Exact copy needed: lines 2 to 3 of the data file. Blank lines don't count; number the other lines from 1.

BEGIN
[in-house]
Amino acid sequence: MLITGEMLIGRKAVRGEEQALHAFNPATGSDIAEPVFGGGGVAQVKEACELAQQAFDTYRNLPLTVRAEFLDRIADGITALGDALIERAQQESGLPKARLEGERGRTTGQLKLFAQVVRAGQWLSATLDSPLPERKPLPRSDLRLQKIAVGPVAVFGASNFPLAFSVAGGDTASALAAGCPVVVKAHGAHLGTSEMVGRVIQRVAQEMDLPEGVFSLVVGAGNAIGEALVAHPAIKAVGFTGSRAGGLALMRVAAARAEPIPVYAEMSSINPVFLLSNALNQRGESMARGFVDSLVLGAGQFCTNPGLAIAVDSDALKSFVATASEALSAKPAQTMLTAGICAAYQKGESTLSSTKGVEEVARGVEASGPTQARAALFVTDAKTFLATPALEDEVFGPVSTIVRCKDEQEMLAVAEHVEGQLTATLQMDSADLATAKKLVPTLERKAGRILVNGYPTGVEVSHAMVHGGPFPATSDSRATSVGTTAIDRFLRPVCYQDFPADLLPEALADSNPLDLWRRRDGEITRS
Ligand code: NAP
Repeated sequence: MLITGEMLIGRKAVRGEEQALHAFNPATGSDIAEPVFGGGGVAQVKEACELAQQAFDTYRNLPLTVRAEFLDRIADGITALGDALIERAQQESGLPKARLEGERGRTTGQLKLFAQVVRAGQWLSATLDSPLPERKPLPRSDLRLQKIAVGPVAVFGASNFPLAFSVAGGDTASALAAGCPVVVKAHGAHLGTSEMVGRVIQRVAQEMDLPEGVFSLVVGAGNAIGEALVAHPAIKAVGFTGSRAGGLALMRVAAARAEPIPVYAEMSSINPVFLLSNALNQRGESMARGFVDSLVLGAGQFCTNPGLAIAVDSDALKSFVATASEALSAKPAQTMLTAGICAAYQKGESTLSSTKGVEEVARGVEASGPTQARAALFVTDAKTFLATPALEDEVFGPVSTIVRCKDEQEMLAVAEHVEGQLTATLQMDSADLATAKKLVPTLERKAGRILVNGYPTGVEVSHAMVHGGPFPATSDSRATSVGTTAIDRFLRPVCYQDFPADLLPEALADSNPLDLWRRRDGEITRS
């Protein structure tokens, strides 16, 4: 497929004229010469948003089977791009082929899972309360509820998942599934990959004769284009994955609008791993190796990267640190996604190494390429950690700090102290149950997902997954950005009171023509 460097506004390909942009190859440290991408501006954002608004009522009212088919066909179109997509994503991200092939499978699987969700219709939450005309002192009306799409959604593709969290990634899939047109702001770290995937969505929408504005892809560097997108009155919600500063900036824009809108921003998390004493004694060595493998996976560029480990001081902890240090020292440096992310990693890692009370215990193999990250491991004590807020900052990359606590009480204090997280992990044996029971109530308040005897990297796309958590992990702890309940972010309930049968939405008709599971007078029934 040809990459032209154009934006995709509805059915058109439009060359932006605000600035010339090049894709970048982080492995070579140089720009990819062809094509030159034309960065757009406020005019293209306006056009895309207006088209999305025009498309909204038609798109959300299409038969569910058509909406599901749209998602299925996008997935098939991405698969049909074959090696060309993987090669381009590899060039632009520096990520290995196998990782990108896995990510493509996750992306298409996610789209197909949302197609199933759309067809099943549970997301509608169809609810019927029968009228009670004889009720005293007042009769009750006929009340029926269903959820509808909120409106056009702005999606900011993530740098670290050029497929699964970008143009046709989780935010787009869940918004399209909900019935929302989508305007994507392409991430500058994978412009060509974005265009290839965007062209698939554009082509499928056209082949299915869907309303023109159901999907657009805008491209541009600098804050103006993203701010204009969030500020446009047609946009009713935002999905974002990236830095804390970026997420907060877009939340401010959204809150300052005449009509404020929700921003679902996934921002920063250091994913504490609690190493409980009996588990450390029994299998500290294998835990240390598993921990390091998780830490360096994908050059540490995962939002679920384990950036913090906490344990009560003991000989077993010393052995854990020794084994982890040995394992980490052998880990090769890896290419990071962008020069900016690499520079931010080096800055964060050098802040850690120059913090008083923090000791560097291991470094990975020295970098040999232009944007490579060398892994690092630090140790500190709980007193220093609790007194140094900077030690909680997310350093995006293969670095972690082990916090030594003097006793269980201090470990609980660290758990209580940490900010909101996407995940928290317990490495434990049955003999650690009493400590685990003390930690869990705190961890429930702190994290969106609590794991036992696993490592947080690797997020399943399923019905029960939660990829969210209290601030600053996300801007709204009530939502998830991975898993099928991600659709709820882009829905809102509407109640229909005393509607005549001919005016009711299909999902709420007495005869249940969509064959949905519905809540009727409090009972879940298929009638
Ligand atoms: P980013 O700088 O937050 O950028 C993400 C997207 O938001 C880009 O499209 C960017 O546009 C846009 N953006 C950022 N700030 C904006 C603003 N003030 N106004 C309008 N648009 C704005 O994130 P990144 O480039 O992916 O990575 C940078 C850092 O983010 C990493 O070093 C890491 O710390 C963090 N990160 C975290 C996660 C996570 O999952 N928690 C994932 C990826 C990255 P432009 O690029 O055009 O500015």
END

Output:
Amino acid sequence: MLITGEMLIGRKAVRGEEQALHAFNPATGSDIAEPVFGGGGVAQVKEACELAQQAFDTYRNLPLTVRAEFLDRIADGITALGDALIERAQQESGLPKARLEGERGRTTGQLKLFAQVVRAGQWLSATLDSPLPERKPLPRSDLRLQKIAVGPVAVFGASNFPLAFSVAGGDTASALAAGCPVVVKAHGAHLGTSEMVGRVIQRVAQEMDLPEGVFSLVVGAGNAIGEALVAHPAIKAVGFTGSRAGGLALMRVAAARAEPIPVYAEMSSINPVFLLSNALNQRGESMARGFVDSLVLGAGQFCTNPGLAIAVDSDALKSFVATASEALSAKPAQTMLTAGICAAYQKGESTLSSTKGVEEVARGVEASGPTQARAALFVTDAKTFLATPALEDEVFGPVSTIVRCKDEQEMLAVAEHVEGQLTATLQMDSADLATAKKLVPTLERKAGRILVNGYPTGVEVSHAMVHGGPFPATSDSRATSVGTTAIDRFLRPVCYQDFPADLLPEALADSNPLDLWRRRDGEITRS
Ligand code: NAP